• Thank them again for their time and attention.
  • Share something specific from the interview that stood out for you.
  • Highlight how you believe you are a good fit for the open position.

Don’t make mistakes

Yes, to err is human. But typos in a thank you note can give the impression of being careless, and you don’t want to leave the interviewer with that final impression. Write the draft, take a few minutes, then read it over again. Ask a trusted friend or colleague to give it a second look. Reading it out loud can also help you catch mistakes.

What if you don’t know what to say?

Are you struggling for the right words? That’s Good HR can help you design the perfect thank you note. Give yourself an interview advantage with That’s Good HR. We have more than 20 years of experience matching qualified candidates with open positions in the Indianapolis area. We’re more than just a staffing firm. We take the time to get to know you first, understanding your unique combination of talents, skills and professional goals. When you work with That’s Good HR, you’re working with a staff who is committed to making the best match for both our candidates and our employers.

That’s Good HR has access to open positions that may not be posted anywhere else. Take a look at our job board to see what types of positions are available. If you’re interested in learning more about That’s Good HR and our current job openings, send us a copy of your resume now. The Match Matters at That’s Good HR, and so do you!


Our Top Employee Polls on LinkedIN This Year

A bulletin board with question bubbles.
Madison Schacht headshot.
Madison Schacht
Manager of Talent Acquisition
November 2, 2022

As a staffing firm focused on both job seekers and employers, we believe it’s important to keep our fingers on the pulse of the Indianapolis-area professional community. That’s why we query our LinkedIn followers on timely topics throughout the year. It has been a fun way to uncover new trends and give our followers a glimpse into how other people feel about their career paths.

Let’s look at what we learned from some of our most popular polls in 2022:

Should you stay or should you go?

Our May poll was a simple one. Do you plan to switch jobs in the next 12 months? It appears that our LinkedIn followers have their eyes out for something new, with 59% responding yes. How would you vote? If you’re looking for a change, That’s Good HR can help you discover potential career opportunities.

Job worries in today’s economic climate

We’ve read the headlines. Inflation is high. The economic outlook is questionable. We asked our LinkedIn followers to share their worries about job stability in today’s economic uncertainty. It looks like our followers are split on the issue, with 49% saying they’re not worried at all, and 50% responding that they are very worried or somewhat concerned.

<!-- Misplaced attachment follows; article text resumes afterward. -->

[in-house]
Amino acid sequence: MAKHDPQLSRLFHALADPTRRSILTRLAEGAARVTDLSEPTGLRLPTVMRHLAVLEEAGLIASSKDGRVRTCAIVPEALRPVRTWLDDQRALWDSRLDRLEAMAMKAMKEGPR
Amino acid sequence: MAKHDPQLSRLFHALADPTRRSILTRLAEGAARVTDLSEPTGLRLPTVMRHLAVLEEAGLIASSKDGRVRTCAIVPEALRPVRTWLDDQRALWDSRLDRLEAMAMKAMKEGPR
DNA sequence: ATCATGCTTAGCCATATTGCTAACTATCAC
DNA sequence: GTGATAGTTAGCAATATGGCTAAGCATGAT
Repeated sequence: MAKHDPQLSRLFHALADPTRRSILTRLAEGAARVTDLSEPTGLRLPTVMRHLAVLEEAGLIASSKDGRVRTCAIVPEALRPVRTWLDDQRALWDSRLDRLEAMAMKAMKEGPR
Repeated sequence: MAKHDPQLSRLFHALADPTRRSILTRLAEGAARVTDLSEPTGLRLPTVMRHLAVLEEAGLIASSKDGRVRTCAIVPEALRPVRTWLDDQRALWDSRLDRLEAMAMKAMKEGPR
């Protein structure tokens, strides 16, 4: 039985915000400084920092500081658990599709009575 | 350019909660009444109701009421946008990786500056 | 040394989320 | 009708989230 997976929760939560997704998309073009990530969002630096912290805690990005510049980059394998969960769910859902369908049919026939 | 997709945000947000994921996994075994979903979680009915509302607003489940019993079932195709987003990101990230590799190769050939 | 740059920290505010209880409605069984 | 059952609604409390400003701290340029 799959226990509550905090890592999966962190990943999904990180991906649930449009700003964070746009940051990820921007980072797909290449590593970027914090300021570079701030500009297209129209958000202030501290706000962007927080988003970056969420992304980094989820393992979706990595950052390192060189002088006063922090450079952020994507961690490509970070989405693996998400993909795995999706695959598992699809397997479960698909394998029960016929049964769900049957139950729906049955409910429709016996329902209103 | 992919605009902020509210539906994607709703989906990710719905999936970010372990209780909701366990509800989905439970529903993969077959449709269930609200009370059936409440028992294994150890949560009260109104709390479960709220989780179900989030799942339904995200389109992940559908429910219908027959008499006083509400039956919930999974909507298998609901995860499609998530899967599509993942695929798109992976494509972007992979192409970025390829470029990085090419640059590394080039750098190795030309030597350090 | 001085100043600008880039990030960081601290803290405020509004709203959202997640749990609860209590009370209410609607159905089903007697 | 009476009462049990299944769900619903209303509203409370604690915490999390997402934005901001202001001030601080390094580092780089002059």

If you’re feeling career uncertainty, remember that you have That’s Good HR on your side. We can help you dust off your resume and update it with our convenient resume template. If you’re ready to check out new opportunities, send us your resume and we can start a conversation.

Putting your thoughts to music

Our September poll asked followers to choose a popular song to describe how they felt about their current job:

  • I Ain’t Worried
  • Bad Habit
  • First Class
  • Break My Soul

Either there are a lot of Beyonce fans among our followers or a lot of broken spirits at work, because “Break My Soul” was the overwhelming winner. If you’re not answering “First Class” or “I Ain’t Worried” in this poll, perhaps it’s time to connect with That’s Good HR. Your job should be more than a “Bad Habit.”

That’s Good HR has more than 20 years of experience matching qualified candidates with open positions within the Indianapolis area. Our research and staffing proficiency can solve the puzzle of bringing the right candidates to the right company. If you’re looking for your next job opportunity, That’s Good HR is your job search partner. Contact us today to learn more about how That’s Good HR is committed to making the right match.


7 Outside-the-Box Employee Retention Strategies

A notebook with the words "Retention Strategy" written on the cover.
Greta Cline, CFO
Greta Cline
Partner, CFO/COO
October 10, 2022

Attracting and retaining top talent is tough. It takes real strategy, and in our post-pandemic world, HR and leadership teams must be highly creative with a laser focus on the overall employee experience. Are you ready to start attracting and retaining the best of the best, and enjoying an engaged workplace? There has never been a better time to get creative to retain top-quality talent using these 7 outside-the-box employee retention strategies.

Employee retention strategy tip sheet mocked up on an ipad

Attract & retain the best of the best!

Steal our outside-the-box ideas.

There has never been a better time to try out these creative staffing strategies to help you land and keep top-notch talent.

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1. Revamp your onboarding and orientation